© 2006
Mathematical Aspects of Classical and Celestial Mechanics
Third Edition
- 326 Citations
- 3 Mentions
- 35k Downloads
Part of the Encyclopaedia of Mathematical Sciences book series (EMS, volume 3)
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© 2006
Part of the Encyclopaedia of Mathematical Sciences book series (EMS, volume 3)
From the reviews of the previous editions: "... As an encyclopaedia article, this book does not seek to serve as a textbook, nor to replace the original articles whose results it describes. The book's goal is to provide an overview, pointing out highlights and unsolved problems, and putting individual results into a coherent context. It is full of historical nuggets, many of them surprising. ... The examples are especially helpful; if a particular topic seems difficult, a later example frequently tames it. The writing is refreshingly direct, never degenerating into a vocabulary lesson for its own sake. The book accomplishes the goals it has set for itself. While it is not an introduction to the field, it is an excellent overview. ..." American Mathematical Monthly, Nov. 1989 "This is a book to curl up with in front of a fire on a cold winter's evening. ..." SIAM Reviews, Sept. 1989
From the reviews of the third edition:
"Mathematical Aspects of Classical and Celestial Mechanics is the third volume of Dynamical Systems section of Springer’s Encyclopaedia of Mathematical sciences. … if you wanted an idea of the broad scope of classical mechanics, this is a good place to visit. One advantage of the present book is that the authors are particularly skilled in balancing rigor with physical intuition. … The authors provide an extensive bibliography and a well-selected set of recommended readings. Overall, this is a thoroughly professional offering." (William J. Satzer, MathDL, January, 2007)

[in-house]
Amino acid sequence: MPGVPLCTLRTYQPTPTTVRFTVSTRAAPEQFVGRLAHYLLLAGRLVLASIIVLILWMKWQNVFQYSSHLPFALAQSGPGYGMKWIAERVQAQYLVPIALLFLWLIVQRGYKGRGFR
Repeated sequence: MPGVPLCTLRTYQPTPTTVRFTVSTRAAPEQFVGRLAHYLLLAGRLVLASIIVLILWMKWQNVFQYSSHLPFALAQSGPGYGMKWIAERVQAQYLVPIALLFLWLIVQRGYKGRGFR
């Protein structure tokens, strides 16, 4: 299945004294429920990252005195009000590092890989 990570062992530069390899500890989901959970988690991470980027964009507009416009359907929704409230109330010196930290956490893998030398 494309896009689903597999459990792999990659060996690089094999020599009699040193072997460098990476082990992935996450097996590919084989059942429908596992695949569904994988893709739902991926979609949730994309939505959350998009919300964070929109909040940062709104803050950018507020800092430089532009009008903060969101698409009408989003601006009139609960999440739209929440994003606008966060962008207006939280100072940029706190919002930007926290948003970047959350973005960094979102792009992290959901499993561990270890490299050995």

"The new edition is a considerable updating of the last. … it is a reference for experts that will pull them back from their narrow subarea of expertise, give them a vast overview of what other experts know, and send them to the references if they actually want to be able to use something. … In conclusion, this is a book that every mathematical library must own and that many experts will want to have on their shelves." (James Murdock, SIAM Review, Vol. 49 (4), 2007)
"This book is the third English edition of an already classical piece devoted to classical mechanics as a whole, in its traditional and contemporary aspects … . The book is significantly expanded with respect to its previous editions … enriching further its already important contribution of acquainting mathematicians, physicists and engineers with the subject. … New chapters on variational principles and tensor invariants were added, making the book more self-contained. … Its purpose is to serve as a detailed guide on the subject … ." (Ernesto A. Lacomba, Mathematical Reviews, Issue 2008 a)